What determines how well a utility adapts to the introduction of disruptive technology? And does the introduction of that technology always confer a competitive advantage on the utility?
Zainal Arifin, the VP of technological development and standardisation at PLN in Indonesia asked the exact same question and came back with some interesting results. In a paper published by Arifin [read his research here], he came to the conclusion that in some cases, disruptive technology negatively affects a firm’s competitive advantage – but that it is possible to mitigate this negative effect.
In particular, Arifin believes that the results of his research will be of particular interest to directors or management teams who are struggling to implement a strategy to counteract the effects of disruptive technologies. He focuses on the impacts of renewable energy, battery storage technology and smart grids.
It is important to note that in no way does Arifin imply that disruptive technology or the utility transformation have no merit – far from it. He does, however, question the competitive advantage of the technology and provides insights into how to make the most of the technology by highlighting those elements which have a definite positive impact.
Arifin examined disruption for multiple perspectives – speed of disruption, organisational learning and leadership appetite for disruption, and technology push vs market pull. Arifin postulates further that if all firms within a specific market have access to the same technology, they reach competitive parity. So, what is the defining factor or determinant of competitive advantage in a market in which competitive parity has been reached?
Arifin examined the challenge from three influencers: entrepreneurial leadership, absorptive capability and technology adoption.
His results found that the most important element in driving competitive advantage from disruptive technologies is absorptive capability. This means the ability of a utility to implement resources, assimilate transformation, acquisition and exploitation. It aligns with studies presenting how dynamic firms learn, integrate and, if necessary, reconfigure and transform their resource base.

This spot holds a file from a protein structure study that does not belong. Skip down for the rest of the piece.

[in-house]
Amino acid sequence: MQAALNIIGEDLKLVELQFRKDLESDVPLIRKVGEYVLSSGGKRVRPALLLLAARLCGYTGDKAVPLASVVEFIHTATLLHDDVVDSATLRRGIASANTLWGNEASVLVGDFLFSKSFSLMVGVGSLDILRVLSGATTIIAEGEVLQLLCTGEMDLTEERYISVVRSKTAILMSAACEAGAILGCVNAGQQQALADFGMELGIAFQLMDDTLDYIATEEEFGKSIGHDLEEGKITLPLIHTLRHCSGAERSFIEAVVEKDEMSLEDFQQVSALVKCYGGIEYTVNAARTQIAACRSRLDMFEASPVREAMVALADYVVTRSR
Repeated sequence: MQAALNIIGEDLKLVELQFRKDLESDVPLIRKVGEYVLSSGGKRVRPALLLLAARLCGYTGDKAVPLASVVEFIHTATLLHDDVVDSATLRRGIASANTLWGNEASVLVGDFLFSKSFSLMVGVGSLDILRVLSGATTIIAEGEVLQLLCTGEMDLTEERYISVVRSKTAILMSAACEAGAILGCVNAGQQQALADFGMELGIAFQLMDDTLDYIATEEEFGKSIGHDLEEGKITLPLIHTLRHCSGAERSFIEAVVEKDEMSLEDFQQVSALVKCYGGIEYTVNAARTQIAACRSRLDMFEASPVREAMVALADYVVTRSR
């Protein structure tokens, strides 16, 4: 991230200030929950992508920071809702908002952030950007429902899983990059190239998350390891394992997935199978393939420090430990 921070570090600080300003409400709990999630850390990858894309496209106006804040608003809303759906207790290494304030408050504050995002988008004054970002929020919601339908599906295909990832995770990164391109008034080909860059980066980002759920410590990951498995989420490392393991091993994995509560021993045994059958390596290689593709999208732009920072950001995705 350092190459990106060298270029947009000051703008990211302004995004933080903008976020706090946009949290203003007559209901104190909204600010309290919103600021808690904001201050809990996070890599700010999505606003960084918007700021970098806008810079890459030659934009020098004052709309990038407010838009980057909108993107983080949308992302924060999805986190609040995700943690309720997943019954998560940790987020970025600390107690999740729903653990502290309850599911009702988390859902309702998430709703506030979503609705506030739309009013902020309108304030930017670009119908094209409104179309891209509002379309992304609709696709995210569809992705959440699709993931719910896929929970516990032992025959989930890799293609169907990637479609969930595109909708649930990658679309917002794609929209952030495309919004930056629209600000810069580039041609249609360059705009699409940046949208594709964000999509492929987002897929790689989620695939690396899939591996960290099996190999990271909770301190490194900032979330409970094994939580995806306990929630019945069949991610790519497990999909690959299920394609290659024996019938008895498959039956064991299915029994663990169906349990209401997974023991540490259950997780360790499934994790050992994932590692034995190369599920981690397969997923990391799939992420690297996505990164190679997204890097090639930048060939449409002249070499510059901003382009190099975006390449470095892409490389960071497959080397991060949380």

In particular, he believes that utilities will be more competitive if they adapt, integrate and reconfigure internal and external organisation skills, resources and functional competencies to match the requirements of a rapidly changing environment, in particular, disruptive technology. He believes that the ability to shift and manage resources and skills will ensure the rapid adoption and efficient utilisation of disruptive technology. Its lack will lead to inefficient management and damage to a firm’s competitive advantage.
What do you think?
Where do you believe the most competitive advantage lies for utilities? Do you think it’s influenced by leadership or the level of technology adopted? Do you believe that the adoption of disruptive technology can only be successful if it is based on solid technical ability and a strong understanding of how this will separate a utility from its competitors? Is disruptive technology adopted because it’s an expectation, but the full impact is not understood until it’s too late to change course? Do you have a similar disruptive experience?
Until next time,
PS: On 26 August, Enlit Asia will be hosting a webinar – Episode 4: How does PLN Successfully Transition to Smart Grid & 4.0 Technologies? – with leaders from PLN as they share their smart grid journey.
Smart Grids are a critical tenet within the digitalisation pillar of PLN’s New Paradigm. The opening interview will take a deep dive into PLN’s smart grid strategy and how the implementation of smart grids across Indonesia will facilitate the transition to renewable energy, while also helping to ensure a more reliable supply of power to a country plagued by blackouts, driving economic growth. The conversation will also focus on PLN’s Technology Road Map and the where PLN expects to see the greatest gains from smart grid implementation.